New Jacobs, Amentum creation puts focus on large enterprise contracts

Amentum's CEO John Heller will lead the new company being formed from the one he leads now and two units of Jacobs.

Amentum's CEO John Heller will lead the new company being formed from the one he leads now and two units of Jacobs. Courtesy of Amentum.

The as-yet-named entity from the merger of Amentum and two of Jacobs' government-facing business units will hit the market with plans to be a global systems integrator.

The new company being formed through the merger of Amentum with two of Jacobs' government-facing business units will eventually have a name as the completion date draws closer.

But even with that detail TBD, the agreement to bring those three teams together and form a larger government services provider certainly has a blueprint for making the most out of the combination that all parties expect to close in the second or third quarter of calendar year 2024.

During a conference call with reporters Tuesday, Amentum's chief executive (and CEO-to be of the new company) John Heller described the new entity as a "global systems integration and technology solutions business" positioned in modernization efforts by the U.S. and allied governments.

Amentum has been on that pathway itself since the company's spinout in 2020 from then-parent AECOM, after which it acquired former competitors DynCorp International and PAE within less than two years of each other.

From the Jacobs side, the two units that are part of this combination are its Critical Mission Solutions segment and the Cyber & Intelligence business unit.

Dubbed internally as "C&I," the Cyber & Intelligence unit resides within Jacobs' Divergent Solutions segment that stood up over the course of 2022 to focus on data-centric programs.

The C&I team and Divergent Solutions as a whole also has been working on product development efforts as part of their larger offering. While Jacobs is retaining part of the product portfolio within C&I, Heller said the new company will also have a portion of that.

But contract opportunities on the horizon is where the new company will evidently focus much of its energy after it opens for business, and is a main driver of the rationale behind the merger.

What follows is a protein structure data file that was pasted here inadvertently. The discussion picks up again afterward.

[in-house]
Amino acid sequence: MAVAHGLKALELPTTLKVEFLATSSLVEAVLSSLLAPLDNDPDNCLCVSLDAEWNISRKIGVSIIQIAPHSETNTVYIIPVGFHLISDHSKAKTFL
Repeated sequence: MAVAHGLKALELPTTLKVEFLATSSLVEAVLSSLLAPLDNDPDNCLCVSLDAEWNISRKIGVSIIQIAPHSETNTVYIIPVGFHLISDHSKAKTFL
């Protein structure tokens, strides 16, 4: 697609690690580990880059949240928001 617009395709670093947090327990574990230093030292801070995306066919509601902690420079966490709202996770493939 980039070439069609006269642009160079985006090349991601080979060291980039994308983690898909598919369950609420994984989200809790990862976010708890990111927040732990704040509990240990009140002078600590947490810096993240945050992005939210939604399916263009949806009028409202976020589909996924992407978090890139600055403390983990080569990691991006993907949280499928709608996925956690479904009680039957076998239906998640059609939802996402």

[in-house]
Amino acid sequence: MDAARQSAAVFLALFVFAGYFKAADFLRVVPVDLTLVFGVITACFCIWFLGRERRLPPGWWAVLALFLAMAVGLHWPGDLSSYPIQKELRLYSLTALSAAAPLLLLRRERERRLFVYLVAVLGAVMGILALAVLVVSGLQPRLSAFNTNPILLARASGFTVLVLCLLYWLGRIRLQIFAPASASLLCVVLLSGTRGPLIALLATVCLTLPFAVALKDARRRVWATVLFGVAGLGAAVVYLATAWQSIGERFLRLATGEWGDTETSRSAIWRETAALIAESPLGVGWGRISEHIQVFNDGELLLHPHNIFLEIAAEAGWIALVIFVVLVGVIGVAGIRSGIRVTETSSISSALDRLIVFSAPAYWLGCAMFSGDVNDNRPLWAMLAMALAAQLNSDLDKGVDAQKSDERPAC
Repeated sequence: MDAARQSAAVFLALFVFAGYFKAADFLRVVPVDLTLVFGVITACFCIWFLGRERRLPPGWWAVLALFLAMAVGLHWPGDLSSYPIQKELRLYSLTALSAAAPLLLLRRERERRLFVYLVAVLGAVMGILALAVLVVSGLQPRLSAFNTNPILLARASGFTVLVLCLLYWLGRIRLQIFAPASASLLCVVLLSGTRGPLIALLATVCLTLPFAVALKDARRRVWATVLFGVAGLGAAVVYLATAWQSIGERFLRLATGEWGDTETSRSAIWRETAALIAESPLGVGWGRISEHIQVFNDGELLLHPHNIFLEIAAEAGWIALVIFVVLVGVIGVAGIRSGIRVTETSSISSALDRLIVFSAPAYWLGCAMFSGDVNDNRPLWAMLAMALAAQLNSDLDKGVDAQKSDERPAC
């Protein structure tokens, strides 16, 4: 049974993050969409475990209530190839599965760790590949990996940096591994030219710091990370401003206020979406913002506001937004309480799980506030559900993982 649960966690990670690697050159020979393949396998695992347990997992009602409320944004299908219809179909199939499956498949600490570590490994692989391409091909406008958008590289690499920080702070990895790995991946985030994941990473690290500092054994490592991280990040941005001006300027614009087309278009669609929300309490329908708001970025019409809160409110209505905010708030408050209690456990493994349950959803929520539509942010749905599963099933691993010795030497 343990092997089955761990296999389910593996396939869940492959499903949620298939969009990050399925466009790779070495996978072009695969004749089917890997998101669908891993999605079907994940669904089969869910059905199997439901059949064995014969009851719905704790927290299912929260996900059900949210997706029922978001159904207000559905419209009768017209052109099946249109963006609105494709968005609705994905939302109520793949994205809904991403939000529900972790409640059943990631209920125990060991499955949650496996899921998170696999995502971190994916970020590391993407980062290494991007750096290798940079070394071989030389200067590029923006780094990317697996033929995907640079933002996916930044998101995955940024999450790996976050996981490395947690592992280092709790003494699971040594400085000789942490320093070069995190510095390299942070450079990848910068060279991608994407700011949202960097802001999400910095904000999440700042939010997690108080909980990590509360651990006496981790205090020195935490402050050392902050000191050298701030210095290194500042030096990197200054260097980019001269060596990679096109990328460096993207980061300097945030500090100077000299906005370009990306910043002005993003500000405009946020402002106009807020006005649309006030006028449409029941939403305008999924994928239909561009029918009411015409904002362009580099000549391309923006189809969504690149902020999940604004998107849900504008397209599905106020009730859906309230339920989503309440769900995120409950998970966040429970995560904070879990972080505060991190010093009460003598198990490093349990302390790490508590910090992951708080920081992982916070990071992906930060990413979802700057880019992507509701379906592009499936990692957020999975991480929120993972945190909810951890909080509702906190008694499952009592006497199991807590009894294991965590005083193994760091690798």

Those opportunities are not just of a technology variety either, but are certainly part of the equation as Amentum and the Jacobs CMS and C&I teams have made tech central to their strategies.

"We will have the relationships with customers and the capabilities that they need and want a contractor to have, to compete and perform in these large enterprise contracts," Heller said on the call. "Our government and our allies are continuing to be challenged in areas like space, in cyber and mission operations."

Those three mission areas are where this new company wants to be a leader in.

As for the other areas, Heller provided a short list that includes engineering, science, data fusion and global energy.

That global energy leg involves a push by many U.S. and international governments to reduce or even eliminate their carbon footprints.

Inside "NewCo's" numbers

Amentum and Jacobs are touting the new entity as around $13.4 billion in combined annual revenue, a workforce of 53,000 employees across 83 countries.

The revenue figure is based on the fiscal years of Amentum and Jacobs, which run in concurrency with that of the federal government from October to September.

What everyone involved is currently calling "NewCo" would be placed between Leidos and Booz Allen Hamilton in terms of annual sales, according to Jacobs' presentation for investors on the transaction.

Leidos posted $15 billion in sales for the government's most recent year ended Sept. 30 and Booz Allen's top line was described as $10 billion in that presentation.

Amentum's fiscal year 2023 revenue totaled $7.9 billion, while the Jacobs CMS and C&I sales contributions to NewCo are at around $5.5 billion.

Amentum and Jacobs also estimate the new company's profit figure at $1.1 billion in projected 2024 combined adjusted EBITDA (earnings before interest, taxes, depreciation and amortization), which translates to an 8% projected adjusted EBITDA margin.

Post-close, the new company expects to realize between $50 million and $70 million of net cost synergies. Amentum's corporate infrastructure is poised to continue in that role for the new company.